I was excited for the launch of the Combiner Wars subline for Transformers, because I really like giant robots that transform and I really like when those giant transforming robots themselves transform into combined robots. But I was also apprehensive, because I had a pretty strong feeling that it was going to mean a whole bunch of the same thing we see every time. And sure enough, we have another Optimus Prime, and the first two combiners are the Aerialbots and the Stunticons.
This was not altogether surprising. As we prepare for another Spider-man movie that yet again sets the clock back to the earliest stories, it’s worth asking the question of why we keep feeling the need to retell these stories until we’re all blue in the face. It’s not that there’s a problem with remaking things; I quite like when someone takes something familiar and puts a new twist on it. I am, however, less thrilled when that “new twist” is just an update in the time of release.
Have you ever thought about how weird it is that Pokémon doesn’t actually care if you catch all of the various little monsters?
I mean, it does, totally. The series tagline is “Gotta catch ’em all!” with more exclamation points added depending on how the writer feels that day. Obviously the game cares if you do, in fact, catch them all. Failing to catch them all means that when you reach the end of the game, you…
Well, that’s just it, isn’t it? Even if you do have hundreds of pokémon by the end of the game, you’re still not going to be using the vast majority of them. Even in the first games, you couldn’t be using the vast majority of them, since you had 150 total monsters and six spaces for your field team. Catching literally every single monster does not award you anything different except more breeding options, and the vast majority of the monsters you can potentially catch aren’t useful for that, even. The game in no way cares about you catching them all… except for that tagline.
I’m writing this before my favorite holiday on the Internet has happened, but you’ll be reading it afterwards. Yes, Halloween is my favorite holiday of the year by far, but my favorite time to be online is April Fools’ Day. I absolutely adore seeing people be creative with elaborate, amusing, and entirely absurd jokes centered around games, online culture, and our general tendency to take everything far more seriously than is entirely healthy.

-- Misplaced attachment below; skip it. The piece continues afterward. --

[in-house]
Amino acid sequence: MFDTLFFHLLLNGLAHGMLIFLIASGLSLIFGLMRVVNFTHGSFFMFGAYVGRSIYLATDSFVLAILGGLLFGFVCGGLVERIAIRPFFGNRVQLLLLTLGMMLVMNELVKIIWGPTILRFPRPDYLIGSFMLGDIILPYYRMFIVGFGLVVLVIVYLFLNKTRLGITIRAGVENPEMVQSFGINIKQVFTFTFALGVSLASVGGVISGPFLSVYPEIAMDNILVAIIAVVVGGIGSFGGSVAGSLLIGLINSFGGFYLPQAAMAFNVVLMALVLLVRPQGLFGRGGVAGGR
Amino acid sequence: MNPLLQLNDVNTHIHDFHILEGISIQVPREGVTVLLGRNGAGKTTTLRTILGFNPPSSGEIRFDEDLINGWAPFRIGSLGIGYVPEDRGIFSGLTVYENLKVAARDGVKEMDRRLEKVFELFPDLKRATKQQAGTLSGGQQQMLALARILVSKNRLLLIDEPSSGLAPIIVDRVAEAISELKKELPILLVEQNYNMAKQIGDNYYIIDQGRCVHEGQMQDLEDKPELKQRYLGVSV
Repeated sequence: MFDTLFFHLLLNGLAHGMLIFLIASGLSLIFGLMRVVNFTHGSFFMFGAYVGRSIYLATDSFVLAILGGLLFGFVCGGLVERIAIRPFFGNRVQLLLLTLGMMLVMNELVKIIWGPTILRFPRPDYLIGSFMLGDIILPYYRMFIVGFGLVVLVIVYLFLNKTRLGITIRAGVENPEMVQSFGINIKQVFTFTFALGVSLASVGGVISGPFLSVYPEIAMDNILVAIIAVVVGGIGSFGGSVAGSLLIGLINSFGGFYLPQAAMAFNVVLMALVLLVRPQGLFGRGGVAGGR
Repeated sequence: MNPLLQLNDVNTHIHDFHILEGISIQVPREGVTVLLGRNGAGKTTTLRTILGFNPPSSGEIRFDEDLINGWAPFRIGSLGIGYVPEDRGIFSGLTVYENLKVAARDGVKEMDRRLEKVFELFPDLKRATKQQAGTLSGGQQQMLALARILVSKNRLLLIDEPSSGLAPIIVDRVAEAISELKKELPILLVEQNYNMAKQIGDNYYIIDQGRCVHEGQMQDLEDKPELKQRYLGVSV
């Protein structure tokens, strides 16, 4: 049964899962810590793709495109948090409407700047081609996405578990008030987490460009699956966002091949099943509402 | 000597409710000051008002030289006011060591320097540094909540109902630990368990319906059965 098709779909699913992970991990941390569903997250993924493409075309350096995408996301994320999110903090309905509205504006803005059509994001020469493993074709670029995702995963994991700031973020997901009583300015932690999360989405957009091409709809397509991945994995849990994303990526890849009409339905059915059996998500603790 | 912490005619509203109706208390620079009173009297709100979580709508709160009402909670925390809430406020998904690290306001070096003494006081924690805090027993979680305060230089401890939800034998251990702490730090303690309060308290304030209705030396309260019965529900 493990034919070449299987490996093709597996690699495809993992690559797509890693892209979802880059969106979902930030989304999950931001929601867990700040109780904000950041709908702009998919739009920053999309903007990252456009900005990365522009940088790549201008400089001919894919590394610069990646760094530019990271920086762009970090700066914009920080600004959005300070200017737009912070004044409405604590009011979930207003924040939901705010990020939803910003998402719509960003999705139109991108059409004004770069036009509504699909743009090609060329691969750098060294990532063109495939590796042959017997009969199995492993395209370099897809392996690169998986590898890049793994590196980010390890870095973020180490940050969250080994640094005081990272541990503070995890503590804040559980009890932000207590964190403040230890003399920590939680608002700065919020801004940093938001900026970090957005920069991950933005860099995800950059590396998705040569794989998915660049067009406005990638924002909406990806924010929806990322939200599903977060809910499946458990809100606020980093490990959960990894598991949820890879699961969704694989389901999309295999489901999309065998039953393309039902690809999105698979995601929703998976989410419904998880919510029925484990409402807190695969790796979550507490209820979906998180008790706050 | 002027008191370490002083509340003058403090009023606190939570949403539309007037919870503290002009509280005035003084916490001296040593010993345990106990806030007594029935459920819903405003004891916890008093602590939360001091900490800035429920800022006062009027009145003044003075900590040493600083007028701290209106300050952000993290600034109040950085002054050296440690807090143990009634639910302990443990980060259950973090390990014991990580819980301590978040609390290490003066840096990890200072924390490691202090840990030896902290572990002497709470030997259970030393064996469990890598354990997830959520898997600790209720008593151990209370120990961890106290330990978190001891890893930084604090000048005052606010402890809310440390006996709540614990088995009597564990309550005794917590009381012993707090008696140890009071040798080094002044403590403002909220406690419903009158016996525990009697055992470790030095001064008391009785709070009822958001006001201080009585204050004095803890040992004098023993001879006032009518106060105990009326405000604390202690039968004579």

I especially like all of the various gags put forth by MMO companies, but you probably would guess that.
Oddly, I also see a lot of people posting about how much they hate the day, which strikes me as counterproductive. Literally all of the skills you acquire on April 1st are applicable to the online environment year-round. Part of the fun of the day, I find, is the fact that almost everything you’ll see online is explicitly a joke… but it’s never a joke you can just outright ignore, because it has elements of truth. It forces you to do a critical reading of everything you see, which is something you should be doing anyhow.
In real life, overcoming challenges sometimes leads to rewards. Emphasis on “sometimes.” Sometimes overcoming challenges just means you’ve overcome a challenge. You climbed to the top of the hill, and your reward is seeing the other twelve hills ahead of you while you climb down this one. Or you climbed halfway up the hill when a falcon randomly deposited a sack full of money at your feet. How hard you work has some connection to success in real life, but it is not a perfect correlation by any means.
Games are not dissimilar. The notion is hardwired into gaming that a challenge equals a reward so long as the challenge was not completely self-inflicted (playing Metal Gear Solid one-handed is definitely going to be a challenge, but the game isn’t going to reward you for your determined efforts to make it harder). Yet there are challenges with rewards that seem either far too big or too small for the effort put in, because it turns out that properly balancing a challenge and a reward is really difficult.